Disclaimer: This is for the purpose of education only. Don’t try to self supplement or self medicate.
Is this you?
That’s the question I get a lot when people read these topics. And it’s important if I can connect with someone who needs some help.
Today I’m talking about nausea, but in a more protracted presentation. So weeks of vertigo (the room spinning about you while you are still) or nausea, just in and of it’s self. And there is no other G.I. symptoms associated with like diarrhea or fever or heartburn.
Discussion of Chronic Nausea
Most nausea from a little bit of G.I. upset is gone in less than a couple days. Nausea you get from Gastroenteritis, Gerd , and the like (gastroesophageal reflux disease) are either short-lived or associated with heartburn. Nausea from hepatitis tends to be associated with jaundice or white stools or both.
No, what I’m talking about with chronic nausea is something that goes on and on, day after day, week after week.
There are really two main classes of this type of chronic nausea. One is from central causes, one is from peripheral causes. What I mean by central causes is the central nervous system. What I mean by peripheral is anything neural or endocrine outside your brain and spinal cord.
When it comes to chronic nausea and vertigo, you can get a lot from a good history. The person with peripheral nausea/vertigo will have more self-limited symptoms. They wake up in the morning nauseated or with the room spinning. They’ve learned that if they vomit once or twice in the morning when they first get up, the symptoms seem to go away and they can pull themself together enough to move forward and have a productive day.
The patient with central nausea/vertigo will have more refractory symptoms. No matter how much they vomit when they first wake up, the nausea and vertigo persists, usually well into the afternoon and evening (often a sign of a brain tumor unfortunately). This implies something more central. That is… It’s much more likely that they are going to have pathology in their brain or spinal cord. An MRI or CT scan of the head is in the cards. Neurologists and ENT surgeons can hmm and a-ha all day long, and get academic about what may be the cause. But imaging is almost always going to be necessary. It’s the answer key folks. You gotta know! But first comes the exam.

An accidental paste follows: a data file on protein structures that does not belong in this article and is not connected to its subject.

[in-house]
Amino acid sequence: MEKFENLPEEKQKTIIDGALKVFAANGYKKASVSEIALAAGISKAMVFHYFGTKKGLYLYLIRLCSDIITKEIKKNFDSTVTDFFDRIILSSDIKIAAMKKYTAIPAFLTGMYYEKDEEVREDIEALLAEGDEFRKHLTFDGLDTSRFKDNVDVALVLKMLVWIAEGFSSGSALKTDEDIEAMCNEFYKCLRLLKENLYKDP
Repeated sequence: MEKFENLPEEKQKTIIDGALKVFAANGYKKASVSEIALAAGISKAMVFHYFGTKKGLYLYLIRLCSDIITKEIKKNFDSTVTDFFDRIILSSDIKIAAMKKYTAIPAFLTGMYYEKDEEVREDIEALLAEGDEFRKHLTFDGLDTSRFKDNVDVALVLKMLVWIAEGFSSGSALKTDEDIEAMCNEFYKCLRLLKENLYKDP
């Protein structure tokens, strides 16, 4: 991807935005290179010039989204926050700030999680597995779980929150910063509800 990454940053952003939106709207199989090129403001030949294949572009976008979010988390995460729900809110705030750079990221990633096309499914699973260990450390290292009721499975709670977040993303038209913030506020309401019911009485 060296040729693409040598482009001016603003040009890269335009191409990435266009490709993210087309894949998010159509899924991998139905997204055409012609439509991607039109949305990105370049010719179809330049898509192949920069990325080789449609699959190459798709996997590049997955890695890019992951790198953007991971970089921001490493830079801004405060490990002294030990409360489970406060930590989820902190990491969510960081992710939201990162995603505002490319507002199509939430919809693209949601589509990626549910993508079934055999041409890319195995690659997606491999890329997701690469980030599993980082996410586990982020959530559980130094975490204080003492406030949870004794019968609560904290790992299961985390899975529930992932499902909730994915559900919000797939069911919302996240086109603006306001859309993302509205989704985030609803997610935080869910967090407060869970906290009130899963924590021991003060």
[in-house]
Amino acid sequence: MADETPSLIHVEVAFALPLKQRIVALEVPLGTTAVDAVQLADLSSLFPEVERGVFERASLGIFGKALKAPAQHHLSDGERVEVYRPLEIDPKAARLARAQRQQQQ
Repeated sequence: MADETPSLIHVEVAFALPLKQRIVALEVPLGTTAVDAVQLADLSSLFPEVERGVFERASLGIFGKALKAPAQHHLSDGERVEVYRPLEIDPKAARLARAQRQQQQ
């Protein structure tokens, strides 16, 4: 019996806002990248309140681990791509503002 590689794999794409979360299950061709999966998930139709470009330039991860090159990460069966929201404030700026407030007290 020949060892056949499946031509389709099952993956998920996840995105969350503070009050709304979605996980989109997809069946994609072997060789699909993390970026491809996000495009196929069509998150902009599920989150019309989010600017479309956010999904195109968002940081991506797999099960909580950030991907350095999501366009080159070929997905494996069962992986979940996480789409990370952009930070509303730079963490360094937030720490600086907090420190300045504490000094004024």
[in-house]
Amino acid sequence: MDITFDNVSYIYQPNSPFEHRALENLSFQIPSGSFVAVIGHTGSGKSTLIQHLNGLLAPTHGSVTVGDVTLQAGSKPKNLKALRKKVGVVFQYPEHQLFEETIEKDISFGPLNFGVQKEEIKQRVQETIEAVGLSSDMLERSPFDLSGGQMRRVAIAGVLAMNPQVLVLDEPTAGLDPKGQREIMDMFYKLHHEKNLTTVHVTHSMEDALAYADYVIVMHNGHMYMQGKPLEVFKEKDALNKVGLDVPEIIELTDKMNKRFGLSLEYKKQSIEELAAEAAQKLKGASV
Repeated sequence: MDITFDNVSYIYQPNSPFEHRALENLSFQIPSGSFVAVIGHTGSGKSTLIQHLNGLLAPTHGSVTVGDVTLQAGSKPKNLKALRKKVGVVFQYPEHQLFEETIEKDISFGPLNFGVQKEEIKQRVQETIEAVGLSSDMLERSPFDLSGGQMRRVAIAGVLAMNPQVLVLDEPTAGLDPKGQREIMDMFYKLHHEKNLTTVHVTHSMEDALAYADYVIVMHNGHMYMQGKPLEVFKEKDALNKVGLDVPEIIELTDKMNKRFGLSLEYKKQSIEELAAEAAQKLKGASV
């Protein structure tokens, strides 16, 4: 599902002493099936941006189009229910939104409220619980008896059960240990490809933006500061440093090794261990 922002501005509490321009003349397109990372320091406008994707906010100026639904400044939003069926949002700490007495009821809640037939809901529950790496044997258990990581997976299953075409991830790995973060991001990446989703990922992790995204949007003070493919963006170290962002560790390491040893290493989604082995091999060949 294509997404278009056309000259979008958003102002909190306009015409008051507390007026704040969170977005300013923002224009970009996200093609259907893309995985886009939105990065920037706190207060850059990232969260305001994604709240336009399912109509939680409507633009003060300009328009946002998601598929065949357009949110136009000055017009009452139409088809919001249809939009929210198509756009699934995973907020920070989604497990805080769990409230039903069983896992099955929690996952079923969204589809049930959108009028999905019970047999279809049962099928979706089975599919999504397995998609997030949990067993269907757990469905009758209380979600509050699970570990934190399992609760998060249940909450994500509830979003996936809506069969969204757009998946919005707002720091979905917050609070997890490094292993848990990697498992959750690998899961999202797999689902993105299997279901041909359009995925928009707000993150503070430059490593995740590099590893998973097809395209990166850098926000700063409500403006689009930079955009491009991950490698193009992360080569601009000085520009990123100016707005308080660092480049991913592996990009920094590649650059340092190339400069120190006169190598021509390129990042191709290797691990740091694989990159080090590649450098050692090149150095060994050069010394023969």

So, once they are at the doctor, preferably a neurologist or ENT… What is the doctor likely to find on physical exam? Something called nystagmus. It’s a beating of the eyes that the doctor can elicit with certain maneuvers (Fairly unfriendly maneuvers unfortunately like cold water in your ears, so don’t try the stuff at home). And the various qualities of nystagmus can point to either peripheral or central disease.
Qualities of nystagmus when a patient presents to the doctor for persistent chronic nausea and vomiting are as follows:
Latency – peripheral diseases are positive for latency: there is a pause before you get the couple of beats of nystagmus when you try eliciting it with certain maneuvers
Suppress-ability – repeating the testing for nystagmus makes the nystagmus occur less and less; if you get eight beats of nystagmus the first time you test for, the second time you test for you will get less like five or six; then less again at the next repeat testing; like that
Fatiguability – the nystagmus beating of the eyes goes away after a few beats; so, it stops after only a couple of beats
Furthermore, if your physician finds problems with your cranial nerves, your nystagmus is probably more from a Central nervous system process, not just something peripheral.
If the symptoms you are having relating to your chronic non-GI nausea correct after the a.m., the disease you are having is probably more peripheral… So, not your central nervous system.
If your physician finds nystagmus that demonstrates qualities of latency, plus easy suppressability, and also rapid fatiguability, similarly, your disease is more likely to be something not involving your central nervous system. It’s more likely to be a peripheral problem.